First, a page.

This week we received some interesting news about international trade that poses some provocative questions as we move into 2014. The U.S. trade balance (released on Wednesday) is normally looked at with a passing glance by markets as the data is two months old. However, this report for October had a surprising number for exports that had everyone paying attention.
To many of us, the trade balance is just expected to be permanently negative, as the U.S. consumption machine imports more than it exports. That was true again in October – to the tune of a $40 billion gap – but both components of the balance rose to significant highs.
Imports rose to $233 billion – the highest level since March 2012. That number is seasonally adjusted to account for the inventory build-up ahead of the holiday season. But what was really interesting was what we saw in exports. Exports rose to nearly $193 billion – the largest number ever posted for U.S. exports. In particular, sales of U.S. goods to China, Canada and Mexico rose to their highest levels ever.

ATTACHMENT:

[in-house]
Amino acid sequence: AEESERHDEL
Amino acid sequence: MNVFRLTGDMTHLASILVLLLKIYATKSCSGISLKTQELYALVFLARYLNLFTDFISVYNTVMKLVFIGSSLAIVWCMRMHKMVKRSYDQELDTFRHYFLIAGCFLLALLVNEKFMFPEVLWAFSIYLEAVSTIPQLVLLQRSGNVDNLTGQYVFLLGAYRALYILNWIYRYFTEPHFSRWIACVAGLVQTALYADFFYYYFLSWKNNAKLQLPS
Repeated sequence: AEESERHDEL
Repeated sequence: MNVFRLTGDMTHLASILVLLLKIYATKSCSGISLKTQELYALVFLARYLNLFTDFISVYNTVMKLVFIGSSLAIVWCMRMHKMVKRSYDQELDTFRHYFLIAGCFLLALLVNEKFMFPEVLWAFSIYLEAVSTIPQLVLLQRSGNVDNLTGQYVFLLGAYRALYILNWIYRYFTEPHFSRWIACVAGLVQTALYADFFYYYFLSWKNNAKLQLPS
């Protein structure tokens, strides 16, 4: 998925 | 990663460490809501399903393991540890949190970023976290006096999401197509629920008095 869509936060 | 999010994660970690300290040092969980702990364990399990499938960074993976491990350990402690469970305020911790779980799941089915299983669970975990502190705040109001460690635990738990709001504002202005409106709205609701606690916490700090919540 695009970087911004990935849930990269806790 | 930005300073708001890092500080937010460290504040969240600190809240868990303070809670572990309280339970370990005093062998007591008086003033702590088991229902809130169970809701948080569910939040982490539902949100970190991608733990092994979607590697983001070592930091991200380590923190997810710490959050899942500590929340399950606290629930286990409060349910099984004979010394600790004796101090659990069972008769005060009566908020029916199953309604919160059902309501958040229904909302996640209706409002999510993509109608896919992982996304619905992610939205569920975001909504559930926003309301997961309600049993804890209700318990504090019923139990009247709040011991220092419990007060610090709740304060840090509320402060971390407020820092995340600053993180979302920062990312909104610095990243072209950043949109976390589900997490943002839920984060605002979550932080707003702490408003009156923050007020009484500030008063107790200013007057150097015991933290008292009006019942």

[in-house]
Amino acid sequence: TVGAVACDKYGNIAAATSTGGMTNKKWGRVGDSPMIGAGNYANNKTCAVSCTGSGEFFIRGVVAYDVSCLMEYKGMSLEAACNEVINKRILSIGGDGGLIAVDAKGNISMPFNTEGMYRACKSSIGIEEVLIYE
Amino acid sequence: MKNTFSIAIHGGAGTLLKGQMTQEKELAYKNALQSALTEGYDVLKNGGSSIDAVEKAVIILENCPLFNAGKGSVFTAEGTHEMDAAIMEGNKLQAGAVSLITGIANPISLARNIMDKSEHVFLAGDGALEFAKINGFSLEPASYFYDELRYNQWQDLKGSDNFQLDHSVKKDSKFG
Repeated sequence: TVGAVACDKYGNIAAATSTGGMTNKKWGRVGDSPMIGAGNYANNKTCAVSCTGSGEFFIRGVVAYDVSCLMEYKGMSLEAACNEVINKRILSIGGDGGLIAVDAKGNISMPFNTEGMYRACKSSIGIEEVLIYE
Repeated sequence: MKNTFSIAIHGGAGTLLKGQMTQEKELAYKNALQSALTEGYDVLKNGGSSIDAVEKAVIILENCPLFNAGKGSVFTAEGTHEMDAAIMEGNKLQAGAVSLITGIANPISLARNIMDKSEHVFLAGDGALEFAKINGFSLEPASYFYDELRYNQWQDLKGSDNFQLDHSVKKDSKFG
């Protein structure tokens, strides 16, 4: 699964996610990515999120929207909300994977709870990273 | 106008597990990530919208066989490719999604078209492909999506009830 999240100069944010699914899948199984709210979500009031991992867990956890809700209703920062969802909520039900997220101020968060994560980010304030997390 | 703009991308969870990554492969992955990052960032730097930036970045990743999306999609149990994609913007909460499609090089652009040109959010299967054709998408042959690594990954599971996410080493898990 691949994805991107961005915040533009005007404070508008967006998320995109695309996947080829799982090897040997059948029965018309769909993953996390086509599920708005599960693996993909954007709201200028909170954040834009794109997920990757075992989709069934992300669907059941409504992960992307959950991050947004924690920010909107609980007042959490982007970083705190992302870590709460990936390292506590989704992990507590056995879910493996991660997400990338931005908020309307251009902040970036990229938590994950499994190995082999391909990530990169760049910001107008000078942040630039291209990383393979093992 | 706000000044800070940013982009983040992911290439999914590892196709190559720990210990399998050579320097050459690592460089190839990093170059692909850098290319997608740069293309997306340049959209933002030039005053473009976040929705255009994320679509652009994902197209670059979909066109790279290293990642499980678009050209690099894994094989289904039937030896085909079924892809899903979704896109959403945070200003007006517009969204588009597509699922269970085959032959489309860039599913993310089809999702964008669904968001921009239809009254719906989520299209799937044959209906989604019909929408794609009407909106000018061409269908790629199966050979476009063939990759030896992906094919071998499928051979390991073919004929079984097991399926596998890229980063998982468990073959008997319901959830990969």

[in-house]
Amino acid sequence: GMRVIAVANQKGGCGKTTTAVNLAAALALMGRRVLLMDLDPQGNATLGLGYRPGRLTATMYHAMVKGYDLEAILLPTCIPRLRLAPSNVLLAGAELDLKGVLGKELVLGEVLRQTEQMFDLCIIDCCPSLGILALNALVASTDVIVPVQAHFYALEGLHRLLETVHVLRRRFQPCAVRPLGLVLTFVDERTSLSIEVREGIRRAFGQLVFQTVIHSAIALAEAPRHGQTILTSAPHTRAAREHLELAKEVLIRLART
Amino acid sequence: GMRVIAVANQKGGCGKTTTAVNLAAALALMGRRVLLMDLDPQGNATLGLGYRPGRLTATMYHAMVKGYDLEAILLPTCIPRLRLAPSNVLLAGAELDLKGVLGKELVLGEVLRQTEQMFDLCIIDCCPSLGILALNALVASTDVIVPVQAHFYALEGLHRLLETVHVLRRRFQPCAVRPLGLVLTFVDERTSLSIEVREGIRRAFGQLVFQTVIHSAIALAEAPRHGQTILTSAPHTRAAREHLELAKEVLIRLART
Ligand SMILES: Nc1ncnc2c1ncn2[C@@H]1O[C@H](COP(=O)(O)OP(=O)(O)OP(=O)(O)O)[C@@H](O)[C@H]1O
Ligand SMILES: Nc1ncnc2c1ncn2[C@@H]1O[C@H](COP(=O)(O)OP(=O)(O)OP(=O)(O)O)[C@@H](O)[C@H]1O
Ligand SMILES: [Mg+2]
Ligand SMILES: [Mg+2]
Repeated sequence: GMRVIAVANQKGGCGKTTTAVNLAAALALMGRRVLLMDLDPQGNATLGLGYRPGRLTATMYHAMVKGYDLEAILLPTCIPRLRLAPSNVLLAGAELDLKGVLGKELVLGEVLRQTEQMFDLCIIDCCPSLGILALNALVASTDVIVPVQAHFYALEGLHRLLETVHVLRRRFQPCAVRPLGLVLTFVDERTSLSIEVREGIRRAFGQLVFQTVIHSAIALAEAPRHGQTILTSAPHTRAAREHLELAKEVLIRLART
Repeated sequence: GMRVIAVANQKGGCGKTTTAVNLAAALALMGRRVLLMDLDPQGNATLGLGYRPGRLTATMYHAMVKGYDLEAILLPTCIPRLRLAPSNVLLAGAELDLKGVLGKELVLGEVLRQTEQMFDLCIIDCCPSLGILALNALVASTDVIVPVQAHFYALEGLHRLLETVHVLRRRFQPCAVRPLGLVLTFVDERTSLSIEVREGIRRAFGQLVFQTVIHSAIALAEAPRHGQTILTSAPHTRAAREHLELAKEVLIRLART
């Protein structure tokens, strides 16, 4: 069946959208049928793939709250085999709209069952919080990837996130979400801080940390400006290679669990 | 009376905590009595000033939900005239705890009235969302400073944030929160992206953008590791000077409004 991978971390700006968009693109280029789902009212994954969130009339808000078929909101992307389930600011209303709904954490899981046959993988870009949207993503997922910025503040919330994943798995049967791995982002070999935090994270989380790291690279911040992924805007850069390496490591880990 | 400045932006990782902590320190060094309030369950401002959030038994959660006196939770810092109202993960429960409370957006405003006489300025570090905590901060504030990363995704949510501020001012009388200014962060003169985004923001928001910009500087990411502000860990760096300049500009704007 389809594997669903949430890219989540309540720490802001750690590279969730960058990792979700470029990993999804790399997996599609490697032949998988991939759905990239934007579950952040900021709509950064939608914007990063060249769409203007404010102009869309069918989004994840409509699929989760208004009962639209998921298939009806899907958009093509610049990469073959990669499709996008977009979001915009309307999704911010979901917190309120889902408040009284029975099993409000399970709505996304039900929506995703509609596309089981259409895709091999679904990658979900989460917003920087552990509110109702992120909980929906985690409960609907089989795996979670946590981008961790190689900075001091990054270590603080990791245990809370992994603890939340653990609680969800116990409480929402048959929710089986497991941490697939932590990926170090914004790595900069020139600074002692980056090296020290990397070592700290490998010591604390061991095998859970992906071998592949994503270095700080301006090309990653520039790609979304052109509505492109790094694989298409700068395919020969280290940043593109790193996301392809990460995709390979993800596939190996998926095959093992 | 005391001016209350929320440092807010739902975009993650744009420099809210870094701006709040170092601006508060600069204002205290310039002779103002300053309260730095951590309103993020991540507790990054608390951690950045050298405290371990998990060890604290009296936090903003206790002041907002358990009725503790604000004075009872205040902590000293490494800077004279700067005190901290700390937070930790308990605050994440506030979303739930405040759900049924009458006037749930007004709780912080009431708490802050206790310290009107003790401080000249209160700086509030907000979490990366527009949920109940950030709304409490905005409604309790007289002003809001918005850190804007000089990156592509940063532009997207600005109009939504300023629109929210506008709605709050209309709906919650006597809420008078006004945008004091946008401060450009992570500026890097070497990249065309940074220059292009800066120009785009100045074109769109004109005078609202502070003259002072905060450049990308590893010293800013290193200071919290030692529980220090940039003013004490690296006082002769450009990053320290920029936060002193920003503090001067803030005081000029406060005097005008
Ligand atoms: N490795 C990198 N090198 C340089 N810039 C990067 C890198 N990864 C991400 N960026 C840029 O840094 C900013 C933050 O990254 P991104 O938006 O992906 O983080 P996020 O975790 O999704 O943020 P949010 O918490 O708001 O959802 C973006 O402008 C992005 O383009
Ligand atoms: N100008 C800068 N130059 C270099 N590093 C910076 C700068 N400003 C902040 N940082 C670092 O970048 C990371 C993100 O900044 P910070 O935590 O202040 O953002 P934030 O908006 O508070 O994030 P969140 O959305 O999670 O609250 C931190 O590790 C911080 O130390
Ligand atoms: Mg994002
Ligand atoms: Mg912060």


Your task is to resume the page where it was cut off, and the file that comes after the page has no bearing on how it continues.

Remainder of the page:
The significance of this lies partly in the timing. October was a rough month for the U.S. economy as we had the standoff in Washington, D.C., on the government shutdown and the debt ceiling debate. Even though much of the macro data from that time frame took a hit because of the government shutdown, the U.S. was selling more products to the rest of the world. Looking at that data in more detail reveals that the export gains were mostly in capital goods – particularly mining and oilfield equipment and industrial machines.
My View: This is unequivocally good news for the U.S. as well as the rest of the world. More purchases of such fixed assets that are critical to the beginning of the manufacturing process portend the potential for a stabilized and growing economy for the rest of the world. If this continues, the global economy could see a better year in 2014.
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